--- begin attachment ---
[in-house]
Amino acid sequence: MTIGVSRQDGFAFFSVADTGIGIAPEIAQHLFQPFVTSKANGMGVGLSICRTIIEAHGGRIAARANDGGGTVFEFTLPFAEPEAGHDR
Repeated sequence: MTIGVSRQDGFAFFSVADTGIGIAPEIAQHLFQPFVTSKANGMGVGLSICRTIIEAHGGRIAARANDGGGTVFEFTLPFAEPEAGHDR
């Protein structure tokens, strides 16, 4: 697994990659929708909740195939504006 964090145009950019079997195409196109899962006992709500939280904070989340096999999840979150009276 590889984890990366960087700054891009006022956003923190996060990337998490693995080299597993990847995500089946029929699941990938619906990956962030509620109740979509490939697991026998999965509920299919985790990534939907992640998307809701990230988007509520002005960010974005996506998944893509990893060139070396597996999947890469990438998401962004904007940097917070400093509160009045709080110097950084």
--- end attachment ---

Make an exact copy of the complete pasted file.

[in-house]
Amino acid sequence: MTIGVSRQDGFAFFSVADTGIGIAPEIAQHLFQPFVTSKANGMGVGLSICRTIIEAHGGRIAARANDGGGTVFEFTLPFAEPEAGHDR
Repeated sequence: MTIGVSRQDGFAFFSVADTGIGIAPEIAQHLFQPFVTSKANGMGVGLSICRTIIEAHGGRIAARANDGGGTVFEFTLPFAEPEAGHDR
């Protein structure tokens, strides 16, 4: 697994990659929708909740195939504006 964090145009950019079997195409196109899962006992709500939280904070989340096999999840979150009276 590889984890990366960087700054891009006022956003923190996060990337998490693995080299597993990847995500089946029929699941990938619906990956962030509620109740979509490939697991026998999965509920299919985790990534939907992640998307809701990230988007509520002005960010974005996506998944893509990893060139070396597996999947890469990438998401962004904007940097917070400093509160009045709080110097950084």